Reducing the cost of robotic hysterectomy: assessing the safety and efficacy of using prograsp forceps in lieu of needle holder for vaginal cuff closure

Abstract

Robotic-assisted surgery is criticized for its high cost. As surgeons get more experienced in robotic surgery, modifications to existing techniques are tried to reduce surgical costs. Vaginal cuff closure using prograsp forceps in lieu of needle holder can be safe and cost-effective in patients undergoing robotic-assisted hysterectomy. The objective of this study is to compare the safety, efficacy, and cost effectiveness of using prograsp forceps in lieu of needle holder for suturing the vaginal cuff after robotic-assisted hysterectomy. This was a single-institution retrospective review of patients who underwent robotic-assisted hysterectomy for benign and malignant conditions from October 2015 to August 2018. Patients were stratified based on whether prograsp forceps or needle holder was used for suturing vaginal cuff. Data obtained included demographic, surgical data, and postoperative outcomes. Mann–Whitney U test and Chi-square test were used to compare qualitative and quantitative data, respectively. 367 patients underwent robotic-assisted hysterectomies during this period. 75 patients belonged to the needle holder cohort; 292 patients had vaginal cuff closure using prograsp forceps. Vault closure time was comparable between the groups (6.4 vs. 6.6 p = 0.33). There were no significant differences in the postoperative vault-related complications between groups. There was no instrument damage in either group. Using prograsp saved 220 USD in instrument-related charges. This study shows that using prograsp in lieu of needle holder for suturing is safe, there is no increase in operative time or complications, and there is a cost advantage.

This is a preview of subscription content, access via your institution.

We’re sorry, something doesn't seem to be working properly.

Please try refreshing the page. If that doesn't work, please contact support so we can address the problem.

Fig. 1

References

  1. 1.

    Lim PC, Kang E, Park DH (2011) A comparative detail analysis of the learning curve and surgical outcome for robotic hysterectomy with lymphadenectomy versus laparoscopic hysterectomy with lymphadenectomy in treatment of endometrial cancer : a case-matched controlled study of the first one hundred twenty two patients. Gynecol Oncol 120(3):413–418

    Article  Google Scholar 

  2. 2.

    Iavazzo C, Gkegkes ID (2016) Robotic assisted hysterectomy in obese patients: a systematic review. Arch Gynecol Obstet 293(6):1169–1183

    Article  Google Scholar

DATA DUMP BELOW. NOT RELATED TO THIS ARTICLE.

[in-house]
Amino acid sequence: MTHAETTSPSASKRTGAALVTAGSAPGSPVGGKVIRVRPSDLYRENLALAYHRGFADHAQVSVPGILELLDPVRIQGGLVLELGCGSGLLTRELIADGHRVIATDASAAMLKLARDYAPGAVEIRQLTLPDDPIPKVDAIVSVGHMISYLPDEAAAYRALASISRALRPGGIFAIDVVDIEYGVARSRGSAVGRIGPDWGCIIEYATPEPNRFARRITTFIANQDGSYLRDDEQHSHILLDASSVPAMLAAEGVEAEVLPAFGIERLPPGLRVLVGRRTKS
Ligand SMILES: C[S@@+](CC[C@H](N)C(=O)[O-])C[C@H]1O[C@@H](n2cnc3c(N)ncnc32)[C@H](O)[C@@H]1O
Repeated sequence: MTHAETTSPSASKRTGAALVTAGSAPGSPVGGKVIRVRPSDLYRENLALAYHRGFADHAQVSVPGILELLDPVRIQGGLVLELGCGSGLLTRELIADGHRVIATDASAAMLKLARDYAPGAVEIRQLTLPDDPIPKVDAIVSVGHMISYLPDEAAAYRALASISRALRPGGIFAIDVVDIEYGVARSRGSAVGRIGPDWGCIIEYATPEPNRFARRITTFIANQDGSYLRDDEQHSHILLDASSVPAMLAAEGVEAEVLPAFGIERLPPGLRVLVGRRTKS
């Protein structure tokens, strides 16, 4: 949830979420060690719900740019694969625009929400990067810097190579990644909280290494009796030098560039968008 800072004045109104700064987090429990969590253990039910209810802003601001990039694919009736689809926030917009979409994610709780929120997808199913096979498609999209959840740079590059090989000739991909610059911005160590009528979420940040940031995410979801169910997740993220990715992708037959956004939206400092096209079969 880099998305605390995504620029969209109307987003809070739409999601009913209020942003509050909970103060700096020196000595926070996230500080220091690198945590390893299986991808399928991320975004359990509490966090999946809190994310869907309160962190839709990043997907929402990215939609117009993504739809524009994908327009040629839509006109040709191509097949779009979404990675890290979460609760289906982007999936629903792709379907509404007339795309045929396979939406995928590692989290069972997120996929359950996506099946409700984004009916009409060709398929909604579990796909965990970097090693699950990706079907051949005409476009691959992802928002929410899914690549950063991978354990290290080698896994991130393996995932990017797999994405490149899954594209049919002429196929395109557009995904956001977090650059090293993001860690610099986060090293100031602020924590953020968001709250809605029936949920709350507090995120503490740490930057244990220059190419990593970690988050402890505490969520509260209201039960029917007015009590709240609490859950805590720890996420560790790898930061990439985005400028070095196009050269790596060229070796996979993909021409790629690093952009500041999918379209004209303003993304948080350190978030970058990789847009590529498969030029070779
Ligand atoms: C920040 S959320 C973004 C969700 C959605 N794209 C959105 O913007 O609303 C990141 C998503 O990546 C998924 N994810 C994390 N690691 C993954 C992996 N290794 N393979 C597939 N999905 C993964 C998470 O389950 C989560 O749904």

3. 3.

    Coccolini F, Ansaloni L, Manfredi R, Campanati L, Poiasina E, Bertoli P et al (2013) Peritoneal adhesion index (PAI): proposal of a score for the “ignored iceberg” of medicine and surgery. World J Emerg Surg 8(1):6

    Article  Google Scholar 

  4. 4.

    Boggess JF, Gehrig PA, Cantrell L, Shafer A, Ridgway M, Skinner EN et al (2008) A comparative study of 3 surgical methods for hysterectomy with staging for endometrial cancer: robotic assistance, laparoscopy, laparotomy. Am J Obstet Gynecol 199(4):360.e1–9

    Article  Google Scholar 

  5. 5.

    Bogani G, Multinu F, Dowdy SC, Cliby WA, Wilson TO, Gostout BS et al (2016) Incorporating robotic-assisted surgery for endometrial cancer staging: analysis of morbidity and costs. Gynecol Oncol 141(2):218–224

    Article  Google Scholar 

  6. 6.

    Abitbol J, Cohn R, Hunter S, Rombaldi M, Cohen E, Kessous R et al (2017) Minimizing pain medication use and its associated costs following robotic surgery. Gynecol Oncol 144(1):187–192

    Article  Google Scholar 

  7. 7.

    Agarwal R, Rajanbabu A, Unnikrishnan UG (2018) A retrospective evaluation of the perioperative drug use and comparison of its cost in robotic vs open surgery for endometrial cancer. J Robot Surg 12(4):665–672. https://doi.org/10.1007/s11701-018-0799-0 (Epub 2018 Mar 22)

    Article  PubMed  Google Scholar 

  8. 8.

    Ramirez D, Ganesan V, Nelson RJ, Haber GP (2016) Reducing costs for robotic radical prostatectomy: three-instrument technique. Urology 95:213–215

    Article  Google Scholar 

  9. 9.

    Ludwig WW, Gorin MA, Allaf ME (2015) Reducing the cost of robotic partial nephrectomy through innovative instrument use. Eur Urol. 67:594–595

    Article  Google Scholar 

Download references

Funding

None.

Author information

Affiliations

Authors

Corresponding author

Correspondence to Anupama Rajanbabu.

Ethics declarations

Conflict of interest

Authors Viral Patel and Akhila Appukuttan declare that they have no conflict of interest. Author Anupama Rajanbabu is a proctor and advanced trainer for Robotic surgery.

Ethical standards

Clearance Obtained.

Additional information

Publisher's Note

Springer Nature remains neutral with regard to jurisdictional claims in published maps and institutional affiliations.

Rights and permissions

Reprints and Permissions

About this article

Verify currency and authenticity via CrossMark

Cite this article

Rajanbabu, A., Patel, V.J. & Appukuttan, A. Reducing the cost of robotic hysterectomy: assessing the safety and efficacy of using prograsp forceps in lieu of needle holder for vaginal cuff closure. J Robotic Surg 15, 31–35 (2021). https://doi.org/10.1007/s11701-020-01075-6

Download citation

Keywords

  • Prograsp for suturing
  • Robotic assisted hysterectomy
  • Vaginal cuff complications